(Although Donald Rumsfeld was mocked for talking about "known unknowns" and "unknown unknowns", I think it's an truly important distinction.)
Periodically, I hear about how the universe might be in a metastable false vacuum and how we might all be toast because of it. But I also realize that there are a lot of known unknowns out there; e.g. we know that normal matter makes up only ~5% of the universe, and we don't really know what's going on with the remaining 95%. That's an example of a known unknown.
If I understand correctly, the calculations to determine if we are in a false vacuum are all based on the standard model of particle physics. However, we also know that the standard model is incomplete. Are there any "known unknowns" about the standard model's limitations that could affect the possibility of a false vacuum?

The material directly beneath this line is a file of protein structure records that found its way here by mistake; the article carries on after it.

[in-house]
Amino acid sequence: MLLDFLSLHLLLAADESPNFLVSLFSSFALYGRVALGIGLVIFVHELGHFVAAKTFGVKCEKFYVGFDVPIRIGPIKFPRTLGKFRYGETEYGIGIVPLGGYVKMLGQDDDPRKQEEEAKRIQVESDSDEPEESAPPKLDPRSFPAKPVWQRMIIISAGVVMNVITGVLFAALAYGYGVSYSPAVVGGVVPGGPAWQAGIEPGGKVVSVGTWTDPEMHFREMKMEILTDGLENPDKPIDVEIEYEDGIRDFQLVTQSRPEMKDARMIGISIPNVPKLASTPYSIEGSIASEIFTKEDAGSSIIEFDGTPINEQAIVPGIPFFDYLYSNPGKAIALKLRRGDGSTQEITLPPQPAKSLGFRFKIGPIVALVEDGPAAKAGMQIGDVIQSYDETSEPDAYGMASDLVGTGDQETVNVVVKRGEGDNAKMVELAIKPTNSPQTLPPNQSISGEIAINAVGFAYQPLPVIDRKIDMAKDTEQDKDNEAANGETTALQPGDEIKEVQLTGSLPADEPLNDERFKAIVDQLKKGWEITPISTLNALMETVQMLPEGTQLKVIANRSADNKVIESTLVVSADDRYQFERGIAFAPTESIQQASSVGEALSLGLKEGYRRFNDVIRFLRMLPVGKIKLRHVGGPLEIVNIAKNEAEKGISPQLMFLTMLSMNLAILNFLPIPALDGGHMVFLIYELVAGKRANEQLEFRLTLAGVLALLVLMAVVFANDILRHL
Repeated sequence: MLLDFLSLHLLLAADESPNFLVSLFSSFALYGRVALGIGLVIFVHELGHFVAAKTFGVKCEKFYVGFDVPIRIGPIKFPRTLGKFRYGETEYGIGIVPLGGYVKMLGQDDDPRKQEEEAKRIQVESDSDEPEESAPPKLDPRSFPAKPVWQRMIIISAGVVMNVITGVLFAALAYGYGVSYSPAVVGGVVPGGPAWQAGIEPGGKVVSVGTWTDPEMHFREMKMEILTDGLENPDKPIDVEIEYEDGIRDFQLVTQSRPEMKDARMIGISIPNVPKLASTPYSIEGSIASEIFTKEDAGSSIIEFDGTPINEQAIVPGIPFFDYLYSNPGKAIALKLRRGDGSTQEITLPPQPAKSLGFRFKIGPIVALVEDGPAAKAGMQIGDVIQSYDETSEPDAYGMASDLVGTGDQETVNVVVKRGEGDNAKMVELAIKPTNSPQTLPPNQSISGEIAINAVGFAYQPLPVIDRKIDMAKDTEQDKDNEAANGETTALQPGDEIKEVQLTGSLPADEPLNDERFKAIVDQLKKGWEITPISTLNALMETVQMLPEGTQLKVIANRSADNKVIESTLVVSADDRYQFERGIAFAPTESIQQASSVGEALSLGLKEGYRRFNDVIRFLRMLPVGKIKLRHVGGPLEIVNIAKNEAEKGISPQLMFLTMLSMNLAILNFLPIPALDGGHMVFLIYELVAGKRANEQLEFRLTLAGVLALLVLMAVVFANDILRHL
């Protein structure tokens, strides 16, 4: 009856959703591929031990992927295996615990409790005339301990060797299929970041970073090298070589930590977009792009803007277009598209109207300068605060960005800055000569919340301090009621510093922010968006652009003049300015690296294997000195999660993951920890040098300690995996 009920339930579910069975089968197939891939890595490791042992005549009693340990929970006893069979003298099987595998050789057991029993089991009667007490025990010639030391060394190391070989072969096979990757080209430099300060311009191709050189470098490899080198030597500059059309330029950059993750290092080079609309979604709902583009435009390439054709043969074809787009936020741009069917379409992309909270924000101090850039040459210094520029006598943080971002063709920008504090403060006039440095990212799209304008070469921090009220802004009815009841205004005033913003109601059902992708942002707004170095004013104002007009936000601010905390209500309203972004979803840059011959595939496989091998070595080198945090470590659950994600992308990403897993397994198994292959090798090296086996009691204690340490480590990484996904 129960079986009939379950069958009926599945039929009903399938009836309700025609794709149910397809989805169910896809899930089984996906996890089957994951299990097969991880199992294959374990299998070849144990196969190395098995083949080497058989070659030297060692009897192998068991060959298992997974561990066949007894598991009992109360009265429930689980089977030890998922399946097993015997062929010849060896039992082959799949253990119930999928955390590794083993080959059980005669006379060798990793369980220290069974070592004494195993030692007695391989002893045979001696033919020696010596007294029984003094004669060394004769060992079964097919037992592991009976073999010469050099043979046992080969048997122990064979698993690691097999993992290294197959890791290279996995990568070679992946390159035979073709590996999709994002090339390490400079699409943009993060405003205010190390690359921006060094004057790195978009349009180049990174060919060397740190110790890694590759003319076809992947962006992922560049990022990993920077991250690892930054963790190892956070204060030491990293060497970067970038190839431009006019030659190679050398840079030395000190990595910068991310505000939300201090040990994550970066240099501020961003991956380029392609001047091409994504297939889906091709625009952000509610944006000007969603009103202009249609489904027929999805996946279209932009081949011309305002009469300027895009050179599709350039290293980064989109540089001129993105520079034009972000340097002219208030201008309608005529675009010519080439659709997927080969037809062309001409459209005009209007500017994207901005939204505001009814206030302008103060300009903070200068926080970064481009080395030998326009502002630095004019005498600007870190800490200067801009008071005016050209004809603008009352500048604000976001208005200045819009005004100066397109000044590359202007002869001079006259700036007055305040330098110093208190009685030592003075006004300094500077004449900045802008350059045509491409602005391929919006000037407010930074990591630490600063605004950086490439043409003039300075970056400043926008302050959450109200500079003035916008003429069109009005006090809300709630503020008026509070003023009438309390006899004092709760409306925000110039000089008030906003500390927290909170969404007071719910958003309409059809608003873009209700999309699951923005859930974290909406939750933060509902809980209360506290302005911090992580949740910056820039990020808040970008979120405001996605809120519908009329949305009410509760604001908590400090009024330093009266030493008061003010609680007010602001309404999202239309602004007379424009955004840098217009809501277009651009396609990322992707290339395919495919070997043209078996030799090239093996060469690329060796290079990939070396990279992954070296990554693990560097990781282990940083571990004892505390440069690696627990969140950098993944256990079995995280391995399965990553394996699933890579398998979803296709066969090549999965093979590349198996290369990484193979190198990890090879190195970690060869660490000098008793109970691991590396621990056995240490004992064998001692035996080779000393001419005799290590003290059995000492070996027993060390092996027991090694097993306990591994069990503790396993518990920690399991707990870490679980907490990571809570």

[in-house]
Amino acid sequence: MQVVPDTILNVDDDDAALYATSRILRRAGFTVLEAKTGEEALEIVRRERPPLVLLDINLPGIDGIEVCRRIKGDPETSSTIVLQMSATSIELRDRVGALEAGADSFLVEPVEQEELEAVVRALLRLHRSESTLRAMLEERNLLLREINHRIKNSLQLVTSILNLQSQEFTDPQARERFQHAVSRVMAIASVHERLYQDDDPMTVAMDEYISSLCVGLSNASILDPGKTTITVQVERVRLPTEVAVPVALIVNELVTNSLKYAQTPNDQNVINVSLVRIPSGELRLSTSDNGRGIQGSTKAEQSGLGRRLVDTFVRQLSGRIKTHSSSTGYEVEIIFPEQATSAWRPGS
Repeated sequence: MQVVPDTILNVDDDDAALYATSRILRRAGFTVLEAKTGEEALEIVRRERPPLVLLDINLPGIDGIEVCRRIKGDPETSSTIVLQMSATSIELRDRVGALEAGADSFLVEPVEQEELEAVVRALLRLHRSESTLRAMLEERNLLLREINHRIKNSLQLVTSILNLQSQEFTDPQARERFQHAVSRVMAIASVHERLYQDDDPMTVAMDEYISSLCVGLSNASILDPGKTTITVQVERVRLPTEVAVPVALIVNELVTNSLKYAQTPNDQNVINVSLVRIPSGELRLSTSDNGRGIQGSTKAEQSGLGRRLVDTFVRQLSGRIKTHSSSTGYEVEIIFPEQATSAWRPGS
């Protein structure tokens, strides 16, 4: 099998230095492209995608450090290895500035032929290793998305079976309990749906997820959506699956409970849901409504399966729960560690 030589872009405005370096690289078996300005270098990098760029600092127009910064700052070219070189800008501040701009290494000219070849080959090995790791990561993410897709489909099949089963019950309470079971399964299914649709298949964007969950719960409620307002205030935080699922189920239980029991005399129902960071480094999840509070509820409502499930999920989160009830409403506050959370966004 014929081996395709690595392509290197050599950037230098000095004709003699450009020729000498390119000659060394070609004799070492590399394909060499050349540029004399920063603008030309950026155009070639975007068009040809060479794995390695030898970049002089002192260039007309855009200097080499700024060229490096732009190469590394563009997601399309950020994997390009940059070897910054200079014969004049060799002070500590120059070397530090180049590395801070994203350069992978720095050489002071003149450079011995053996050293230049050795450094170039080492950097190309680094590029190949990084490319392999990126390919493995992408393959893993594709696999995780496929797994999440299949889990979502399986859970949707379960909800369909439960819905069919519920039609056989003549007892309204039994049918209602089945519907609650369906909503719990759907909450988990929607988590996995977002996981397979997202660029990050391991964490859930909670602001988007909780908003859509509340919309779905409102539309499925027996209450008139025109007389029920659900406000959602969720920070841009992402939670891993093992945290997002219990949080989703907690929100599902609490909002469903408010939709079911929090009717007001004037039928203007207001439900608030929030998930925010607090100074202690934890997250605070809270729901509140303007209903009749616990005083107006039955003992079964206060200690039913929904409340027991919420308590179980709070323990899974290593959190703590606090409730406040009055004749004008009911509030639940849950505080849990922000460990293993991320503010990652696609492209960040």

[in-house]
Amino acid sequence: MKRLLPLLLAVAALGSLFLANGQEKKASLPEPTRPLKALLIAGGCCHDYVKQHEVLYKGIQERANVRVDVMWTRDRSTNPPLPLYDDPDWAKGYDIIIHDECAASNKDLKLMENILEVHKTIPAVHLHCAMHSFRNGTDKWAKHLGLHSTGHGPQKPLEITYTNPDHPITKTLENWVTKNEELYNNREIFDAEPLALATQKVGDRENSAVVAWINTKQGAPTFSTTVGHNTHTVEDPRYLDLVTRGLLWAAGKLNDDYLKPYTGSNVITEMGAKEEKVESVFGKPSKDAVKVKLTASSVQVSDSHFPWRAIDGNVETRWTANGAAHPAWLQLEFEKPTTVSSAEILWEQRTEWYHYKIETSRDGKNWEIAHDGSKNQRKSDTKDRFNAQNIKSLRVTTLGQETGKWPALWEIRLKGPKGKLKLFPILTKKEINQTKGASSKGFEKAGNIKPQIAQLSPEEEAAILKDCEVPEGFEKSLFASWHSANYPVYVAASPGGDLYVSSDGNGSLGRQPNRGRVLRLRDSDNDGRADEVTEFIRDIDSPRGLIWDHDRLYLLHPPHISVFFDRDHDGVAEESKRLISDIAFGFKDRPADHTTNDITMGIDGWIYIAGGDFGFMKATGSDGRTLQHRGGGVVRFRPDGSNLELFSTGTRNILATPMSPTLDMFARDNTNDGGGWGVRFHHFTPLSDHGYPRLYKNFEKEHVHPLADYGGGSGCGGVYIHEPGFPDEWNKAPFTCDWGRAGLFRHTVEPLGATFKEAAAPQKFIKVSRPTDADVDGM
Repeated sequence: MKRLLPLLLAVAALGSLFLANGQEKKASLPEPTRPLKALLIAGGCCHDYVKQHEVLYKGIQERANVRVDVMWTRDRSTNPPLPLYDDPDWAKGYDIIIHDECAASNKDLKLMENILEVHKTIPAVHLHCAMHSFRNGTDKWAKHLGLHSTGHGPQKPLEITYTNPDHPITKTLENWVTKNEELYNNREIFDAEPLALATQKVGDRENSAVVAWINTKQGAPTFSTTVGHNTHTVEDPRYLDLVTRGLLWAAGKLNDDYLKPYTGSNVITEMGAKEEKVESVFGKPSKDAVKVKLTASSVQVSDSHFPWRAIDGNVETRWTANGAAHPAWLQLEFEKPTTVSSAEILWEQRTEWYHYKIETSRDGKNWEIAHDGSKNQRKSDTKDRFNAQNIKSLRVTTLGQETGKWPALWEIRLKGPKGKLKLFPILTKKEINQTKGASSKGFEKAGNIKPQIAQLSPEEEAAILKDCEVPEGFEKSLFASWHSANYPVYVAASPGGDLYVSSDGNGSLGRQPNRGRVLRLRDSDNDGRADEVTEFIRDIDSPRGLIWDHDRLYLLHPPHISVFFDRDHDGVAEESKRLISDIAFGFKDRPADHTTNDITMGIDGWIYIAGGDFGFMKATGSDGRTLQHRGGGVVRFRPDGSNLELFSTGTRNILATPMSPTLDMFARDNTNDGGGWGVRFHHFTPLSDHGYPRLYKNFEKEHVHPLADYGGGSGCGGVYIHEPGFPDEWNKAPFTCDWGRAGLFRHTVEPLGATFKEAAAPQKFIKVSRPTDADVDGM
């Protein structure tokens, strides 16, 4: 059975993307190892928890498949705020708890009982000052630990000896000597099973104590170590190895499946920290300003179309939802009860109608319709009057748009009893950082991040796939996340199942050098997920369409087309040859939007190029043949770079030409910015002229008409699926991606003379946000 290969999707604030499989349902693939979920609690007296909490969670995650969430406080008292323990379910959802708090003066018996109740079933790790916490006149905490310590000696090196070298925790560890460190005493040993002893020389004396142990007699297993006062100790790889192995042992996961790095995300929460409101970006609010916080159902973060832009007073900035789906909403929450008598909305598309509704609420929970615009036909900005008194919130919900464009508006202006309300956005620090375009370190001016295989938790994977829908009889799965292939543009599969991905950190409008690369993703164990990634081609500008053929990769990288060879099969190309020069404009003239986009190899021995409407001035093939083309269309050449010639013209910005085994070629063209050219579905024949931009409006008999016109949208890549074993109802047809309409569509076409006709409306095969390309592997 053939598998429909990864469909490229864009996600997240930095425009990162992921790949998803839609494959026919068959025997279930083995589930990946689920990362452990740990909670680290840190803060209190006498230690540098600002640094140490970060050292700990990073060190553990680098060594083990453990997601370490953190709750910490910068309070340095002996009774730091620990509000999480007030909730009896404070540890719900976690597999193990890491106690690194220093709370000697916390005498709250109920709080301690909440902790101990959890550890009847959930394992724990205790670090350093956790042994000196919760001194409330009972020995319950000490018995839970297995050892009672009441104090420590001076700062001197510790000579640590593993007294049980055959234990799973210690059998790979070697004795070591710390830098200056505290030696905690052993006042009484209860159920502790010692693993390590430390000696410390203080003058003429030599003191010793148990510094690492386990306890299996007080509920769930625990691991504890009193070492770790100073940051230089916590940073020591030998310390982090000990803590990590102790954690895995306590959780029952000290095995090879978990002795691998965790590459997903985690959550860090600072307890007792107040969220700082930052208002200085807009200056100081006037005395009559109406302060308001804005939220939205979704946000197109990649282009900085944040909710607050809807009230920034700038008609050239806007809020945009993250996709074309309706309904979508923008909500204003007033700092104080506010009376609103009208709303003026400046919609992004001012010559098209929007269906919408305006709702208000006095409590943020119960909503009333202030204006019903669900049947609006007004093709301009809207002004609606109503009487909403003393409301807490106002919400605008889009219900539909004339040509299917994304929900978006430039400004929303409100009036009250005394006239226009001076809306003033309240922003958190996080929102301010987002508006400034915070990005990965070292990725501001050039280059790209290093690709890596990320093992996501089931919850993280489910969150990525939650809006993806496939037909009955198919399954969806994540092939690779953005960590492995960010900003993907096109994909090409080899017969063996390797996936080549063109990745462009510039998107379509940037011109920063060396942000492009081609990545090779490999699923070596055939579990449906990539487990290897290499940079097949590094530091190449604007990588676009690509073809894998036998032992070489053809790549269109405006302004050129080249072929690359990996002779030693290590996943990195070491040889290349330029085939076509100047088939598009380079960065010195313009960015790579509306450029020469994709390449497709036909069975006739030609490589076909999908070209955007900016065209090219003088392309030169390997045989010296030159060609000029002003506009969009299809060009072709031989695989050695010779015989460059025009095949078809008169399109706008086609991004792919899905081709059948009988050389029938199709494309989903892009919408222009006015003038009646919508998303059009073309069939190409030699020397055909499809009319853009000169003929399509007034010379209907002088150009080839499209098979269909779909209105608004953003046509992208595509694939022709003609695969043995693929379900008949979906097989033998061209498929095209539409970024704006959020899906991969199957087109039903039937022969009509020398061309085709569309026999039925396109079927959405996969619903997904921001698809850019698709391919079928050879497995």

I realize that there are error bars on the mass of the top quark and higgs boson, and we need to know them to determine if we are in a false vacuum; thus, the exact values of those masses is a known unknown, but that's not what I'm asking about. I'm talking about the possible effect of known, fundamental holes in the standard model.